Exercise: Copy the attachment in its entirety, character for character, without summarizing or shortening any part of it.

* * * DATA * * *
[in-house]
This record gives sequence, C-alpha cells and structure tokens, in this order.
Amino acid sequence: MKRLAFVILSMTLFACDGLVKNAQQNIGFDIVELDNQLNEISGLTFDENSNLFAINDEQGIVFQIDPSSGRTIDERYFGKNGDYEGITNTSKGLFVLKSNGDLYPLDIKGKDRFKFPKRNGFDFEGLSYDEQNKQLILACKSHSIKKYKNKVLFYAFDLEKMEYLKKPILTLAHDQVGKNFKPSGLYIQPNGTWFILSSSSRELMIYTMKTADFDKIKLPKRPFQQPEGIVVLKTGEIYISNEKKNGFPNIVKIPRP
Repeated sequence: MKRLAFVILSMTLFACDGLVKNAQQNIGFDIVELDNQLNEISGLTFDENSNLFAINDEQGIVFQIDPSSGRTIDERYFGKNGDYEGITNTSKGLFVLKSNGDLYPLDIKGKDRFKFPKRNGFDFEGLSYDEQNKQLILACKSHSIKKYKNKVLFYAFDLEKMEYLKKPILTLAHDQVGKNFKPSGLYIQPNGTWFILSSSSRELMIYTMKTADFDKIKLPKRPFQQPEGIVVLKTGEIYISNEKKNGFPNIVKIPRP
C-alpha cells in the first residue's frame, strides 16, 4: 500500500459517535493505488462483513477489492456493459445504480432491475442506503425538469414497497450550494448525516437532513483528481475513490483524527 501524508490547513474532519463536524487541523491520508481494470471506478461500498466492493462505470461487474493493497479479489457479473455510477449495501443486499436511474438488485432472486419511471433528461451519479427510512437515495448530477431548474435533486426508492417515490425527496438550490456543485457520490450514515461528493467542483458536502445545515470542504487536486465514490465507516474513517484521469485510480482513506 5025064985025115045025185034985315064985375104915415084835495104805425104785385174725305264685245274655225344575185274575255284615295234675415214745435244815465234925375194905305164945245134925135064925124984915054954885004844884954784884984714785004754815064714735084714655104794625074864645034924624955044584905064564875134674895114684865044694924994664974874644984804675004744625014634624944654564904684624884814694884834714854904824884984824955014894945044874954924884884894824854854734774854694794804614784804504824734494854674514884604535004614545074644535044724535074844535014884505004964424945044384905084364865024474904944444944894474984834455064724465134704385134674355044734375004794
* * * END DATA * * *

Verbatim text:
[in-house]
This record gives sequence, C-alpha cells and structure tokens, in this order.
Amino acid sequence: MKRLAFVILSMTLFACDGLVKNAQQNIGFDIVELDNQLNEISGLTFDENSNLFAINDEQGIVFQIDPSSGRTIDERYFGKNGDYEGITNTSKGLFVLKSNGDLYPLDIKGKDRFKFPKRNGFDFEGLSYDEQNKQLILACKSHSIKKYKNKVLFYAFDLEKMEYLKKPILTLAHDQVGKNFKPSGLYIQPNGTWFILSSSSRELMIYTMKTADFDKIKLPKRPFQQPEGIVVLKTGEIYISNEKKNGFPNIVKIPRP
Repeated sequence: MKRLAFVILSMTLFACDGLVKNAQQNIGFDIVELDNQLNEISGLTFDENSNLFAINDEQGIVFQIDPSSGRTIDERYFGKNGDYEGITNTSKGLFVLKSNGDLYPLDIKGKDRFKFPKRNGFDFEGLSYDEQNKQLILACKSHSIKKYKNKVLFYAFDLEKMEYLKKPILTLAHDQVGKNFKPSGLYIQPNGTWFILSSSSRELMIYTMKTADFDKIKLPKRPFQQPEGIVVLKTGEIYISNEKKNGFPNIVKIPRP
C-alpha cells in the first residue's frame, strides 16, 4: 500500500459517535493505488462483513477489492456493459445504480432491475442506503425538469414497497450550494448525516437532513483528481475513490483524527 501524508490547513474532519463536524487541523491520508481494470471506478461500498466492493462505470461487474493493497479479489457479473455510477449495501443486499436511474438488485432472486419511471433528461451519479427510512437515495448530477431548474435533486426508492417515490425527496438550490456543485457520490450514515461528493467542483458536502445545515470542504487536486465514490465507516474513517484521469485510480482513506 5025064985025115045025185034985315064985375104915415084835495104805425104785385174725305264685245274655225344575185274575255284615295234675415214745435244815465234925375194905305164945245134925135064925124984915054954885004844884954784884984714785004754815064714735084714655104794625074864645034924624955044584905064564875134674895114684865044694924994664974874644984804675004744625014634624944654564904684624884814694884834714854904824884984824955014894945044874954924884884894824854854734774854694794804614784804504824734494854674514884604535004614545074644535044724535074844535014884505004964424945044384905084364865024474904944444944894474984834455064724465134704385134674355044734375004794